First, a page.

Physical contact between hands and objects plays a critical role in human grasps. We show that optimizing the pose of a hand to achieve expected contact with an object can improve hand poses inferred via image-based methods. Given a hand mesh and an object mesh, a deep model trained on ground truth contact data infers desirable contact across the surfaces of the meshes. Then, ContactOpt efficiently optimizes the pose of the hand to achieve desirable contact using a differentiable contact model. Notably, our contact model encourages mesh interpenetration to approximate deformable soft tissue in the hand. In our evaluations, our methods result in grasps that better match ground truth contact, have lower kinematic error, and are significantly preferred by human participants. Code and models are available online.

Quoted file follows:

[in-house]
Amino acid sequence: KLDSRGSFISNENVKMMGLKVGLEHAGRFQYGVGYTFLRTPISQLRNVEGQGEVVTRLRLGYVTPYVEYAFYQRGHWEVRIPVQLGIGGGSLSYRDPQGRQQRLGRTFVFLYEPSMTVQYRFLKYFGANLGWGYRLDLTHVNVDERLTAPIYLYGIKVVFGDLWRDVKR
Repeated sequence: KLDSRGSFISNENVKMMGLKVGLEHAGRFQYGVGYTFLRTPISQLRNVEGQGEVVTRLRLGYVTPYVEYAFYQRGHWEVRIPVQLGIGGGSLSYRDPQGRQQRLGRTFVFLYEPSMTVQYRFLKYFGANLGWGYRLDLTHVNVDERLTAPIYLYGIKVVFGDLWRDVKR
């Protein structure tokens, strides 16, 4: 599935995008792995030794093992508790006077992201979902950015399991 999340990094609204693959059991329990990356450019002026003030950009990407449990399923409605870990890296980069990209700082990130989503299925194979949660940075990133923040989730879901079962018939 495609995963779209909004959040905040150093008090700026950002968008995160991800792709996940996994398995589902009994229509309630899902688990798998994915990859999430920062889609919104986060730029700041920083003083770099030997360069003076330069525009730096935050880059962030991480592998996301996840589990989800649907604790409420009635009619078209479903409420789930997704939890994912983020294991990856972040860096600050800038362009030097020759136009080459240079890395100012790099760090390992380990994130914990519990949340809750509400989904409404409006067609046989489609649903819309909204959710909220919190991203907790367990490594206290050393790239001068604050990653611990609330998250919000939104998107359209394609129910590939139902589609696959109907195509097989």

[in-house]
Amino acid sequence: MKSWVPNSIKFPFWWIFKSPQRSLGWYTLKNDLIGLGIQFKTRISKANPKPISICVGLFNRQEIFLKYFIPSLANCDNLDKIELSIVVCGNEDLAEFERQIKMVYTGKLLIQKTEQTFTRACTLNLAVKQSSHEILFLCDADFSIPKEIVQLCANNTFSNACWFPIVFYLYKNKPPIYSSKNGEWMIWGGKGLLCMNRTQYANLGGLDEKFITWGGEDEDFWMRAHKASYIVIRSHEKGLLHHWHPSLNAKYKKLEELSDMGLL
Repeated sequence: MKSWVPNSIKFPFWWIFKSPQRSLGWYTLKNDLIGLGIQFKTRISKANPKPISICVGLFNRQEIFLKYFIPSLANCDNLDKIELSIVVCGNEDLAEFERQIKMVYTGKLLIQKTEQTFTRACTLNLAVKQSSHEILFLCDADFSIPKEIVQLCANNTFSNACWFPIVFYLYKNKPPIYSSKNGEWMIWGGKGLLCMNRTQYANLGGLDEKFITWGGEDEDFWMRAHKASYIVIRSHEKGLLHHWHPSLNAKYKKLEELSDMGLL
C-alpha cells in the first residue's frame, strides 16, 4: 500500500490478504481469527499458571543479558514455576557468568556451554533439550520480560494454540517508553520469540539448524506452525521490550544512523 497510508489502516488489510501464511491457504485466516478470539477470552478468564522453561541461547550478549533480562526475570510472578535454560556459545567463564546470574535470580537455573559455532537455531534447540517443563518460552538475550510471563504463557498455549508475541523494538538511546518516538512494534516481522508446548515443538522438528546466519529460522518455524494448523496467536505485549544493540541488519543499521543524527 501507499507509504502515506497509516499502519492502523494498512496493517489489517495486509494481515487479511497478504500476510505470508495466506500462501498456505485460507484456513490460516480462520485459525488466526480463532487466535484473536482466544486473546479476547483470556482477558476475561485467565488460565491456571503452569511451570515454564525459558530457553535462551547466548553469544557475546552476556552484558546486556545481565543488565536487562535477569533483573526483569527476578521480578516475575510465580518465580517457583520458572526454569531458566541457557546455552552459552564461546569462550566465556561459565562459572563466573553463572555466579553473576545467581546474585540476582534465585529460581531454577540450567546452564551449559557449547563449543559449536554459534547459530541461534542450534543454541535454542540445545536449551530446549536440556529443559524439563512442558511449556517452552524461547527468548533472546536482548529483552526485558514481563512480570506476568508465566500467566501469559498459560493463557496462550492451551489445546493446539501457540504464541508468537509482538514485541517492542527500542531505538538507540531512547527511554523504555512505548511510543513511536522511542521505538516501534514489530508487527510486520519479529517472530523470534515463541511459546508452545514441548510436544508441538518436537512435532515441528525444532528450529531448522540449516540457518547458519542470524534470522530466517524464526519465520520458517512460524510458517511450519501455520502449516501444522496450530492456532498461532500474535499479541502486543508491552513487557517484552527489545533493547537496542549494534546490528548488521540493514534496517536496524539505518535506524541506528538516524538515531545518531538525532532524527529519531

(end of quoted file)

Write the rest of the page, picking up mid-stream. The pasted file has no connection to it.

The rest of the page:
Grasping is natural for humans. However, it involves complex hand configurations and soft tissue deformation that can result in complicated regions of contact between the hand and the object. Understanding and modeling this contact can potentially improve hand models, AR/VR experiences, and robotic grasping. Yet, we currently lack datasets of hand-object contact paired with other data modalities, which is crucial for developing and evaluating contact modeling techniques. We introduce ContactPose, the first dataset of hand-object contact paired with hand pose, object pose, and RGB-D images. ContactPose has 2306 unique grasps of 25 household objects grasped with 2 functional intents by 50 participants, and more than 2.9 M RGB-D grasp images. Analysis of ContactPose data reveals interesting relationships between hand pose and contact. We use this data to rigorously evaluate various data representations, heuristics from the literature, and learning methods for contact modeling. Data, code, and trained models are available at https://contactpose.cc.gatech.edu.